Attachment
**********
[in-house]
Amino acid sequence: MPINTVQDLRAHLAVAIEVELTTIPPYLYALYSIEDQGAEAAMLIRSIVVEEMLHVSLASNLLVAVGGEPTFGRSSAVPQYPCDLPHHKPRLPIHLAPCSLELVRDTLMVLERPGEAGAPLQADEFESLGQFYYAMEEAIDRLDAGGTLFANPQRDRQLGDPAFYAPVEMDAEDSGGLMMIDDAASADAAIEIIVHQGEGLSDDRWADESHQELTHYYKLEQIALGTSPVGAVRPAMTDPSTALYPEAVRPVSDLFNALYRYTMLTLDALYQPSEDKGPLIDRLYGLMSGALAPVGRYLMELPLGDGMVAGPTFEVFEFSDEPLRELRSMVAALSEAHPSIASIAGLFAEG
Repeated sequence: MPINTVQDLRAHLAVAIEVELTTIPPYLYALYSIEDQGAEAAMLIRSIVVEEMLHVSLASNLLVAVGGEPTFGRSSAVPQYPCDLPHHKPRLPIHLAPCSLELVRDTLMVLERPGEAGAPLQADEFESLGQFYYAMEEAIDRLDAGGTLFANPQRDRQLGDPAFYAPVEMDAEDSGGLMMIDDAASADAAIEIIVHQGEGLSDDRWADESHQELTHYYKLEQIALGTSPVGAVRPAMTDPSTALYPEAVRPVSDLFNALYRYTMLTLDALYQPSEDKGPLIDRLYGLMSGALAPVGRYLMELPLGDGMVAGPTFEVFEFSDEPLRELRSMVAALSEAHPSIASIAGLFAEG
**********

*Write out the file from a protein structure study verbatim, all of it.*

[in-house]
Amino acid sequence: MPINTVQDLRAHLAVAIEVELTTIPPYLYALYSIEDQGAEAAMLIRSIVVEEMLHVSLASNLLVAVGGEPTFGRSSAVPQYPCDLPHHKPRLPIHLAPCSLELVRDTLMVLERPGEAGAPLQADEFESLGQFYYAMEEAIDRLDAGGTLFANPQRDRQLGDPAFYAPVEMDAEDSGGLMMIDDAASADAAIEIIVHQGEGLSDDRWADESHQELTHYYKLEQIALGTSPVGAVRPAMTDPSTALYPEAVRPVSDLFNALYRYTMLTLDALYQPSEDKGPLIDRLYGLMSGALAPVGRYLMELPLGDGMVAGPTFEVFEFSDEPLRELRSMVAALSEAHPSIASIAGLFAEG
Repeated sequence: MPINTVQDLRAHLAVAIEVELTTIPPYLYALYSIEDQGAEAAMLIRSIVVEEMLHVSLASNLLVAVGGEPTFGRSSAVPQYPCDLPHHKPRLPIHLAPCSLELVRDTLMVLERPGEAGAPLQADEFESLGQFYYAMEEAIDRLDAGGTLFANPQRDRQLGDPAFYAPVEMDAEDSGGLMMIDDAASADAAIEIIVHQGEGLSDDRWADESHQELTHYYKLEQIALGTSPVGAVRPAMTDPSTALYPEAVRPVSDLFNALYRYTMLTLDALYQPSEDKGPLIDRLYGLMSGALAPVGRYLMELPLGDGMVAGPTFEVFEFSDEPLRELRSMVAALSEAHPSIASIAGLFAEG